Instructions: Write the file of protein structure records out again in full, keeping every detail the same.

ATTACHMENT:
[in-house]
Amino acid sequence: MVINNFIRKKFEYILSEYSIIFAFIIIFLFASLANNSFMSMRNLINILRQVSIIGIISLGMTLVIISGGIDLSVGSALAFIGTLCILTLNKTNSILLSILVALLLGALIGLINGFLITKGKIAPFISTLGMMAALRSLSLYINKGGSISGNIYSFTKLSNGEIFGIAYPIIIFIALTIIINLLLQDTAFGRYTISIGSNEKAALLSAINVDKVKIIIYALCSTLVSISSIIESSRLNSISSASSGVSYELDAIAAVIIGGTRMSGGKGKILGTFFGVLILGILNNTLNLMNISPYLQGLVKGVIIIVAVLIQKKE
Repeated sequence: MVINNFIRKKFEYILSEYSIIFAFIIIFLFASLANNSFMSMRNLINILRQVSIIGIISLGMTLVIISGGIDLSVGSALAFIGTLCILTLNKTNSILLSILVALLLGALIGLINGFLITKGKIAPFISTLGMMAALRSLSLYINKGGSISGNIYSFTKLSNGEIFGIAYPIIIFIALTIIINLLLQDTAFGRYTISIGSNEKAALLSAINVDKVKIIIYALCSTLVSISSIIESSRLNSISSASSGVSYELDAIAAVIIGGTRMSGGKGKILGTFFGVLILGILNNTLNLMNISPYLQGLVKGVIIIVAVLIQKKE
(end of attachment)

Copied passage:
[in-house]
Amino acid sequence: MVINNFIRKKFEYILSEYSIIFAFIIIFLFASLANNSFMSMRNLINILRQVSIIGIISLGMTLVIISGGIDLSVGSALAFIGTLCILTLNKTNSILLSILVALLLGALIGLINGFLITKGKIAPFISTLGMMAALRSLSLYINKGGSISGNIYSFTKLSNGEIFGIAYPIIIFIALTIIINLLLQDTAFGRYTISIGSNEKAALLSAINVDKVKIIIYALCSTLVSISSIIESSRLNSISSASSGVSYELDAIAAVIIGGTRMSGGKGKILGTFFGVLILGILNNTLNLMNISPYLQGLVKGVIIIVAVLIQKKE
Repeated sequence: MVINNFIRKKFEYILSEYSIIFAFIIIFLFASLANNSFMSMRNLINILRQVSIIGIISLGMTLVIISGGIDLSVGSALAFIGTLCILTLNKTNSILLSILVALLLGALIGLINGFLITKGKIAPFISTLGMMAALRSLSLYINKGGSISGNIYSFTKLSNGEIFGIAYPIIIFIALTIIINLLLQDTAFGRYTISIGSNEKAALLSAINVDKVKIIIYALCSTLVSISSIIESSRLNSISSASSGVSYELDAIAAVIIGGTRMSGGKGKILGTFFGVLILGILNNTLNLMNISPYLQGLVKGVIIIVAVLIQKKE